Backup lighting should be automatically activated in the event of a power outage. Chairs, particularly bar stools, should be regularly checked for cracks and fatigue. Guests must not be permitted to climb on top of chairs, stools, bars, or tables. Parking lots and sidewalks need to be in good repair, with snow and ice removed, and generally level and free of exposure to slip and falls.
Outdoor security and lighting must be consistent with the area. Customers may carry weapons onto the premises. Employees should be trained in dealing with unruly or impaired customers to prevent violence. Personal injury exposures include assault and battery, discrimination, and wrongful ejection from bouncers escorting a patron out of the premises.
Any bouncer activity should be documented and witnessed in case of future lawsuits. Contracts with entertainers should be clear as to responsibilities and rights of parties. As most musicians are subcontractors, that relationship should be established by contract including how the musician(s) is to be paid.
Liquor liability exposure can be very high in states that hold nightclubs liable for injuries resulting from alcohol consumption. The type and amount of alcohol served, and the type of clientele directly impact this exposure. Failure to comply with state and federal regulations can result in the loss of a liquor permit which will close the business.
There must be a set procedure to check ages of all who enter the establishment. All employees who serve liquor to customers must be trained in recognizing signs of intoxication. A procedure should be in place to deny serving underage or intoxicated patrons. Programs that encourage designated drivers or offer free taxi service can be useful.
Property exposures are from electrical wiring, refrigeration units, any cooking equipment, and heating and air conditioning systems. All wiring should be current, up to code, and well maintained. Cooking may be limited to microwave and toaster ovens. If there are grills and deep fat fryers, these must have automatic fire extinguishing protection, hoods, and filters. The kitchen must be kept clean and grease free to prevent fire spread. Filters should be changed frequently. Alcoholic beverages are susceptible to damage from heat and smoke. A small fire can become a total loss if the FDA condemns stock due to potential contamination.
Where legally permitted, nightclubs may permit customer and employee smoking. If there is smoking on premises, the proper disposal of cigarette butts as part of the closing procedure is vital to prevent fire from smoldering ashes or butts. Theft is a major concern due to the attractive nature of liquor and tobacco. Liquor should be stored in areas inaccessible to customers. If food is served, spoilage can result from power outages.
Business income with extended time period coverage should be purchased. While clientele tends to be fairly loyal, they may switch after a major loss due to the lag time between the re-opening and the return to full operations.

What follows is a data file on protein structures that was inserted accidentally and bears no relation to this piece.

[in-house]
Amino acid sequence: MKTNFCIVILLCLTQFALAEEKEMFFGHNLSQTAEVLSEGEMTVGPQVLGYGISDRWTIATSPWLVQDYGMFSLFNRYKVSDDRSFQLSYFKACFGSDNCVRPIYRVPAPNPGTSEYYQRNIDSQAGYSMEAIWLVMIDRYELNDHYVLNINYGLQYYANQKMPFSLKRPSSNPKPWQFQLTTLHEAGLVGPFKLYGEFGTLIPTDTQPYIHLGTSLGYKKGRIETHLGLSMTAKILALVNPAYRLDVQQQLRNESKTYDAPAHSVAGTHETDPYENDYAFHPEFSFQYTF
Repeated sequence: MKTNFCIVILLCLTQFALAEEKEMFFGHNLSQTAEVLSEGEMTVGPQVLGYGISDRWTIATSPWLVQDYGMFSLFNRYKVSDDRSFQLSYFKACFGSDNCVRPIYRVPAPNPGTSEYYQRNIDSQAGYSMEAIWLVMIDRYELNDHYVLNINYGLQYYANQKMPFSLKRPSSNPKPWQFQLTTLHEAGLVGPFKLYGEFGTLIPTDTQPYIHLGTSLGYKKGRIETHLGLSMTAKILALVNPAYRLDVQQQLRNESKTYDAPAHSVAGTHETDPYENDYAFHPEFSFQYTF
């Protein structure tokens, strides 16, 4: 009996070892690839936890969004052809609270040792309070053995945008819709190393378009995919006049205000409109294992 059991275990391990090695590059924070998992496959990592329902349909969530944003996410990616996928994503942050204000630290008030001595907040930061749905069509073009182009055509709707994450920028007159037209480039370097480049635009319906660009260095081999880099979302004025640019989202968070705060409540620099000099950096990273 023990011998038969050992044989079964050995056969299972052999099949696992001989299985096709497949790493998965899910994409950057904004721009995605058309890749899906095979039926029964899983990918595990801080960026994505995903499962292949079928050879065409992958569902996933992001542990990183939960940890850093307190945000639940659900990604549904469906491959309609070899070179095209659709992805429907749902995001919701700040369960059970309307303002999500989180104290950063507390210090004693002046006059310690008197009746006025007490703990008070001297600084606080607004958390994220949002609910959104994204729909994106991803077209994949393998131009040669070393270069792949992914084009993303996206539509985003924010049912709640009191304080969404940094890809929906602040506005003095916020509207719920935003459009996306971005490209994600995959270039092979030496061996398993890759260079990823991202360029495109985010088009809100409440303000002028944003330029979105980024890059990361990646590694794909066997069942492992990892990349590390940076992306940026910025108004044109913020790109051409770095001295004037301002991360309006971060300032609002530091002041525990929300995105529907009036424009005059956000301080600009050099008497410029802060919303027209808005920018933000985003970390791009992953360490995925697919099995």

Equipment breakdown exposures can be high if operations are dependent on refrigeration equipment.
Workers compensation exposures come from slips, falls, cuts, puncture wounds, burns, foreign objects in the eye, hearing impairment from nose, heavy and awkward lifting, and interactions with rowdy customers. Bouncers should be well trained in dealing with intoxicated or belligerent patrons. Food and beverage handling can result in passing bacteria or viruses, resulting in illness. While smoking is prohibited in lounges in many states, others still permit this. In those states, workers can incur occupational disease from the ongoing inhalation of secondhand smoke.
As with all retail businesses, hold-ups are possible, so employees should be trained to respond in a prescribed manner. Cleaning workers can develop respiratory ailments or contact dermatitis from working with chemicals. The employees in many nightclubs tend to be minimum wage and turnover may be high. Company incentives to encourage long-term employment are positive signs of management control. Entertainers are exposed to various hazards based on the performance type.
If there are entertainers under a long-term contract, a review of their contracts and working conditions may be needed to determine whether they qualify as employees or subcontractors.
Crime exposures are from employee dishonesty and money and securities due to the considerable amounts of cash, alcohol, and tobacco products on the premises. Criminal background checks should be conducted on any employee handling money. If there is a substantial amount of cash receipts, cash drawers should be regularly stripped and moved to a safe away from the front.
Irregular bank drops during busy evenings can be helpful in preventing a large buildup of cash. Closing time is the most vulnerable time so security procedures should be in place to prevent holdups. There must be a separation of duties between employees handling deposits and disbursements and reconciling bank statements.
Inland marine exposures include accounts receivable if the nightclub offers credit to customers, bailees customers for entertainers' equipment and customers' coat check, computers for tracking inventories and payrolls, and valuable papers and records for supplier and employee information. There must be checks and balances in place to ensure that any checked goods are released only to their rightful owner.